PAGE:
Treasures of the South: The History and Holdings of Campbell Collections

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Seminar Date
June 1, 2011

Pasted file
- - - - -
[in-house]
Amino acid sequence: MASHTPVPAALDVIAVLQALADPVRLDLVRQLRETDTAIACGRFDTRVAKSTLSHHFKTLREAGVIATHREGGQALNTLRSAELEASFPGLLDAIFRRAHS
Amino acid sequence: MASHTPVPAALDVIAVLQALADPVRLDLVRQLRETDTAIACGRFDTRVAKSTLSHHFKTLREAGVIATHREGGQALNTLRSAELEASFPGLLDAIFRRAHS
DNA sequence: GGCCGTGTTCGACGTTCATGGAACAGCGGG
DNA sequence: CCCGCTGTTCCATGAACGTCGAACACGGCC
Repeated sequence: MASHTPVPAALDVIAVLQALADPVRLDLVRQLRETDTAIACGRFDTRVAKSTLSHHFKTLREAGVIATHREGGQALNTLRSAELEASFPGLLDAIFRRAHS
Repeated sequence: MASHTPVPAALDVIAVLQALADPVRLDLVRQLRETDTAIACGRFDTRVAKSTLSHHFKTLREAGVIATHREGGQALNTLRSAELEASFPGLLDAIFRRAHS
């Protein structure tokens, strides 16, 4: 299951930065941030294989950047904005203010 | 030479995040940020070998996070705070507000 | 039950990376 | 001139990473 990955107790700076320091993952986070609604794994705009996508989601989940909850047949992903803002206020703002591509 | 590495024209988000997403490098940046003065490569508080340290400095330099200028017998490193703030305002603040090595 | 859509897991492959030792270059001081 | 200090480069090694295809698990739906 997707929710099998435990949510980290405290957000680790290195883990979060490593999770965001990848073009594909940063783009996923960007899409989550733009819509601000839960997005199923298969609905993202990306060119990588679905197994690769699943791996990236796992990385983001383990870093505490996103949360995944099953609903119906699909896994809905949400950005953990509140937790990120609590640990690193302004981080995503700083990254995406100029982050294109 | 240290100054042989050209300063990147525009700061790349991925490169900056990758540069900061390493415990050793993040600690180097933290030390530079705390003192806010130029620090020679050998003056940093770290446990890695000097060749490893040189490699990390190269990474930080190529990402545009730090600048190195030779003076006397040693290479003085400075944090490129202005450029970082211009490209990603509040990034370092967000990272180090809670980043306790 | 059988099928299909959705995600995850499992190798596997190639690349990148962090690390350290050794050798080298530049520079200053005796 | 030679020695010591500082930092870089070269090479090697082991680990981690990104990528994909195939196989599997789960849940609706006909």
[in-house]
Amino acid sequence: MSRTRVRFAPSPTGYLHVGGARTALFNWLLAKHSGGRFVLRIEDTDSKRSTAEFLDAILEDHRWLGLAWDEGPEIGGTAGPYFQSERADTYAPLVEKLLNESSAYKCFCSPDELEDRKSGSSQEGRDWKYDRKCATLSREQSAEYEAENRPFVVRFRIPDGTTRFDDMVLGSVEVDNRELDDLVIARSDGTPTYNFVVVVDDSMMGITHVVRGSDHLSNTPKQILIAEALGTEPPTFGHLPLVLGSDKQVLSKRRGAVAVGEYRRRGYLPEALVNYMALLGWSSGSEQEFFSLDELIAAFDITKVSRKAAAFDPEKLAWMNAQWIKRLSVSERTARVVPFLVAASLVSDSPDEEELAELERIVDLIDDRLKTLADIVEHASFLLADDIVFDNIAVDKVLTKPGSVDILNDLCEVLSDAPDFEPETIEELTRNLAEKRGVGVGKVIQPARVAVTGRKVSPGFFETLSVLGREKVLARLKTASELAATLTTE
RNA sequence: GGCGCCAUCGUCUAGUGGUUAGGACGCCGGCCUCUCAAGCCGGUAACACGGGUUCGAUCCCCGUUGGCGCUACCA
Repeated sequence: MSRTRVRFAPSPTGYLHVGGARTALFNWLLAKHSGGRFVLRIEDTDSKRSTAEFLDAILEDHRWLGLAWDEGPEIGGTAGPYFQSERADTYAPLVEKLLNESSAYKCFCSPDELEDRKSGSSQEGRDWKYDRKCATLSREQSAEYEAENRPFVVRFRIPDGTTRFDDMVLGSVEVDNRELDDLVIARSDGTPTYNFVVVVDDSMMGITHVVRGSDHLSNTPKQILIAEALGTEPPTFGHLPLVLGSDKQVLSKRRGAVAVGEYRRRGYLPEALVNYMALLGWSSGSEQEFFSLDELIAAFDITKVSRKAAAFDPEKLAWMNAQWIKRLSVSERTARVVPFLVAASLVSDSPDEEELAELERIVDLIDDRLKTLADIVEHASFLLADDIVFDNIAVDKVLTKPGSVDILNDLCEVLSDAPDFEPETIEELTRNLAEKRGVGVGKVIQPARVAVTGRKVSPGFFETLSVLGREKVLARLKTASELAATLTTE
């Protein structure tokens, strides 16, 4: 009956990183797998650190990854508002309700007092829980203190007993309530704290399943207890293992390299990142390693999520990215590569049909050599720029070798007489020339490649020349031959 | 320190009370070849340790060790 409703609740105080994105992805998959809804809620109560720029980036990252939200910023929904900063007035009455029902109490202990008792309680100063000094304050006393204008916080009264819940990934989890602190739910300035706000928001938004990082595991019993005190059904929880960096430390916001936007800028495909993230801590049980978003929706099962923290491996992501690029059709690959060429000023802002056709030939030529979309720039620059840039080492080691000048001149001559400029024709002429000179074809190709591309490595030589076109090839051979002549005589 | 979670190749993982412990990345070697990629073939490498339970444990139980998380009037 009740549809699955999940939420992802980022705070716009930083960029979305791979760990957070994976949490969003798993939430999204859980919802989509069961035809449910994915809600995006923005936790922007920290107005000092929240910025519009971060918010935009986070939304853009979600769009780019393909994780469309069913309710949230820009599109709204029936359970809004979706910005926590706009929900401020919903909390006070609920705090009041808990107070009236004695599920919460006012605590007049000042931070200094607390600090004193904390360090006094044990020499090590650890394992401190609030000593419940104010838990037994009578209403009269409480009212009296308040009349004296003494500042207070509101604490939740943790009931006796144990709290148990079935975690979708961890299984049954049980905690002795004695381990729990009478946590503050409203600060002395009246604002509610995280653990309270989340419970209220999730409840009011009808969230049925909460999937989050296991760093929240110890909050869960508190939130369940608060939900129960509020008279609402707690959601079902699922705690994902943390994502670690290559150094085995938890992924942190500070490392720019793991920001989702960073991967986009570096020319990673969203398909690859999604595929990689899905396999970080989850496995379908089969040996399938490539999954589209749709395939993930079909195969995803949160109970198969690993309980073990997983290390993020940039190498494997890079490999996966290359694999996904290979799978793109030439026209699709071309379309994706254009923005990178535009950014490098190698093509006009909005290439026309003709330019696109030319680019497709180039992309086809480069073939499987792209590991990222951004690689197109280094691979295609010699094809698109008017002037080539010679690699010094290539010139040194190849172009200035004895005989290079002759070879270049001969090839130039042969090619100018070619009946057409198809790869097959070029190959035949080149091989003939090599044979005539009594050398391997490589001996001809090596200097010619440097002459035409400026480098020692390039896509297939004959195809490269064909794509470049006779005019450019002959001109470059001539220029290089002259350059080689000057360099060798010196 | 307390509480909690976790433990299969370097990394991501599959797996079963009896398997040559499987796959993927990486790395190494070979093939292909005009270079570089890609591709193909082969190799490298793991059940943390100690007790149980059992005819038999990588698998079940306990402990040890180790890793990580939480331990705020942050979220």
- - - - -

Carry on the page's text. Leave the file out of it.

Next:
“I have attempted no more than a brief and rough sketch of this great collection. My aim in doing so is to appeal to African leaders, patriots and artist to co-operate and help preserve these treasures …” H. I. E. Dhlomo -- The Campbell Collections of the University of KwaZulu-Natal comprises a rich variety of rare Africana books, manuscripts, artworks, and museum artefacts, mostly related to southern Africa, particularly the eastern region. The core of the collection was bequeathed to the University by Killie Campbell (1881-1965) and her brother William (1880-1962). The Campbells’ former home, a Cape-Dutch style building called “Muckleneuk”, on Durban’s Berea, houses the collections. In 1850 William (c1821-1865) and Agnes Campbell, the grandparents of Killie and William, immigrated to Natal from Scotland as Byrne settlers. They initially settled in Durban where William, who had worked for the Scottish railways, obtained a contract for the building of a pier on the northern side of Durban bay. Thereafter they moved to a farm near the Umhloti River, where William grew sugar cane, and in due course their son Marshall (1848-1917) became the owner of a successful sugar estate. In his later years he became a member of the Natal Legislative Assembly and after Union became a Senator for Natal in the Union Parliament. Marshall Campbell was knighted in 1916 for his services to the country. When Marshall retired from active farming he moved to the newly built family home Muckleneuk in 1914, and this is where his daughter Killie Campbell lived until her death in 1965. Her brother William, also known by his initials WAC, moved into Muckleneuk when he became a widower.
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